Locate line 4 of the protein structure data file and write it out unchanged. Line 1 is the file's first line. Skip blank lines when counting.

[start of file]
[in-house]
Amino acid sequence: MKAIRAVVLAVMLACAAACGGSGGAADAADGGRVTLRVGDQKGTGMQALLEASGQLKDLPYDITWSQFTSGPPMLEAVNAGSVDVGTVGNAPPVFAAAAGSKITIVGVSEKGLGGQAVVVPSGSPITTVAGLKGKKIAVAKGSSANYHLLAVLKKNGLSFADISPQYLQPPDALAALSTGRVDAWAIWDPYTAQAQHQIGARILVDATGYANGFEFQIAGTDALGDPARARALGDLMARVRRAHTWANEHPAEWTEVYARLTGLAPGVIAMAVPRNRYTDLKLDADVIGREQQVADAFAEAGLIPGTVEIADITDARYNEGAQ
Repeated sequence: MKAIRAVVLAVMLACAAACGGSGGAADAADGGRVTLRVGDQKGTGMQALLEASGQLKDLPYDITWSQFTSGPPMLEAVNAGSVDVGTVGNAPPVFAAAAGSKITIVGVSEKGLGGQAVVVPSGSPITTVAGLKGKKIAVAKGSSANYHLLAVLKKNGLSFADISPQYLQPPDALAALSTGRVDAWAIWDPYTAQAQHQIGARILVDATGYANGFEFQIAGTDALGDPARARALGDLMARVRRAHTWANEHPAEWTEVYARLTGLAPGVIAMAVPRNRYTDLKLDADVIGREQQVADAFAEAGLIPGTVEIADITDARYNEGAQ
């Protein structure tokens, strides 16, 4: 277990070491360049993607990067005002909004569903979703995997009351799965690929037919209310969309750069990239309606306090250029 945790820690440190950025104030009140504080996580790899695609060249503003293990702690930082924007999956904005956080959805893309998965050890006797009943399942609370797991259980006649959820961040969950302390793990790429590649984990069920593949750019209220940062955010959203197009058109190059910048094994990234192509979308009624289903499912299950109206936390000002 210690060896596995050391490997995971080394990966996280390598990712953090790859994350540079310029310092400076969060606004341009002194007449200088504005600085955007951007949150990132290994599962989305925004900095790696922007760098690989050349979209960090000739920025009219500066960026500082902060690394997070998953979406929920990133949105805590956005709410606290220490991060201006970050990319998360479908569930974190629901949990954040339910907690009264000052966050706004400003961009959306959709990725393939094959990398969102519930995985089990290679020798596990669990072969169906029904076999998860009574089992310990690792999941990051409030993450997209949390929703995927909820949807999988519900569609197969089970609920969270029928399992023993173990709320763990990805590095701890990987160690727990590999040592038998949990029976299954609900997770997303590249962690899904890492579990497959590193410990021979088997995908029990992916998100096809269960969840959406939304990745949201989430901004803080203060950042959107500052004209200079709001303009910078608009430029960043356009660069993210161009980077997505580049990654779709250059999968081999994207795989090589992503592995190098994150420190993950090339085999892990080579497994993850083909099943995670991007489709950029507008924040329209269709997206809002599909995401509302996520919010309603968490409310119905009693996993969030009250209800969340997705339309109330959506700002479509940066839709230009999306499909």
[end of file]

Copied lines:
């Protein structure tokens, strides 16, 4: 277990070491360049993607990067005002909004569903979703995997009351799965690929037919209310969309750069990239309606306090250029 945790820690440190950025104030009140504080996580790899695609060249503003293990702690930082924007999956904005956080959805893309998965050890006797009943399942609370797991259980006649959820961040969950302390793990790429590649984990069920593949750019209220940062955010959203197009058109190059910048094994990234192509979308009624289903499912299950109206936390000002 210690060896596995050391490997995971080394990966996280390598990712953090790859994350540079310029310092400076969060606004341009002194007449200088504005600085955007951007949150990132290994599962989305925004900095790696922007760098690989050349979209960090000739920025009219500066960026500082902060690394997070998953979406929920990133949105805590956005709410606290220490991060201006970050990319998360479908569930974190629901949990954040339910907690009264000052966050706004400003961009959306959709990725393939094959990398969102519930995985089990290679020798596990669990072969169906029904076999998860009574089992310990690792999941990051409030993450997209949390929703995927909820949807999988519900569609197969089970609920969270029928399992023993173990709320763990990805590095701890990987160690727990590999040592038998949990029976299954609900997770997303590249962690899904890492579990497959590193410990021979088997995908029990992916998100096809269960969840959406939304990745949201989430901004803080203060950042959107500052004209200079709001303009910078608009430029960043356009660069993210161009980077997505580049990654779709250059999968081999994207795989090589992503592995190098994150420190993950090339085999892990080579497994993850083909099943995670991007489709950029507008924040329209269709997206809002599909995401509302996520919010309603968490409310119905009693996993969030009250209800969340997705339309109330959506700002479509940066839709230009999306499909």